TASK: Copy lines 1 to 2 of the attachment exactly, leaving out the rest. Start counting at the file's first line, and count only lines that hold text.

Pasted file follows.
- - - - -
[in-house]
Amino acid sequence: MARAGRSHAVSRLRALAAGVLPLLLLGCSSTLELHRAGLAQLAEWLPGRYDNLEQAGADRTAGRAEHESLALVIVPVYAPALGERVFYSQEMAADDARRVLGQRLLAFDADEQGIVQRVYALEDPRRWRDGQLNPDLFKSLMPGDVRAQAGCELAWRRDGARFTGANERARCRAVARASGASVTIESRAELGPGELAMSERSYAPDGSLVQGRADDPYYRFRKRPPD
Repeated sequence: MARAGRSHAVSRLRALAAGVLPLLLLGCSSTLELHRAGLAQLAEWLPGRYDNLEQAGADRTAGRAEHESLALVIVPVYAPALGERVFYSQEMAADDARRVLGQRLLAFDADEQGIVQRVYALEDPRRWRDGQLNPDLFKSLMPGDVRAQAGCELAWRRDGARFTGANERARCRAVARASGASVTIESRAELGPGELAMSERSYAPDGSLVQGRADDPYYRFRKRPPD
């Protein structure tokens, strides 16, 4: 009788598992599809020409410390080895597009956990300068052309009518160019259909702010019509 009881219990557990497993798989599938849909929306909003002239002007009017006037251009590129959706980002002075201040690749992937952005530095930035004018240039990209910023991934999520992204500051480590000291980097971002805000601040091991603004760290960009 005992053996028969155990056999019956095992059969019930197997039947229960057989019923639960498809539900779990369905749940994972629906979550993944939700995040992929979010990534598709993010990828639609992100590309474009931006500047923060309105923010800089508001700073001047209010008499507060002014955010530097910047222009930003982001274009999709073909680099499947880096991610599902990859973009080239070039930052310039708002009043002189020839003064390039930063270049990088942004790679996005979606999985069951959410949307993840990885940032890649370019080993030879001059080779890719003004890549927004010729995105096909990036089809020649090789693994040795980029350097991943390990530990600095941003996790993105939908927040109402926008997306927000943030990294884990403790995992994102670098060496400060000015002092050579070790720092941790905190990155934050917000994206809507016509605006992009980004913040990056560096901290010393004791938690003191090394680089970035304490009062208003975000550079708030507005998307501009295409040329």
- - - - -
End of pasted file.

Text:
[in-house]
Amino acid sequence: MARAGRSHAVSRLRALAAGVLPLLLLGCSSTLELHRAGLAQLAEWLPGRYDNLEQAGADRTAGRAEHESLALVIVPVYAPALGERVFYSQEMAADDARRVLGQRLLAFDADEQGIVQRVYALEDPRRWRDGQLNPDLFKSLMPGDVRAQAGCELAWRRDGARFTGANERARCRAVARASGASVTIESRAELGPGELAMSERSYAPDGSLVQGRADDPYYRFRKRPPD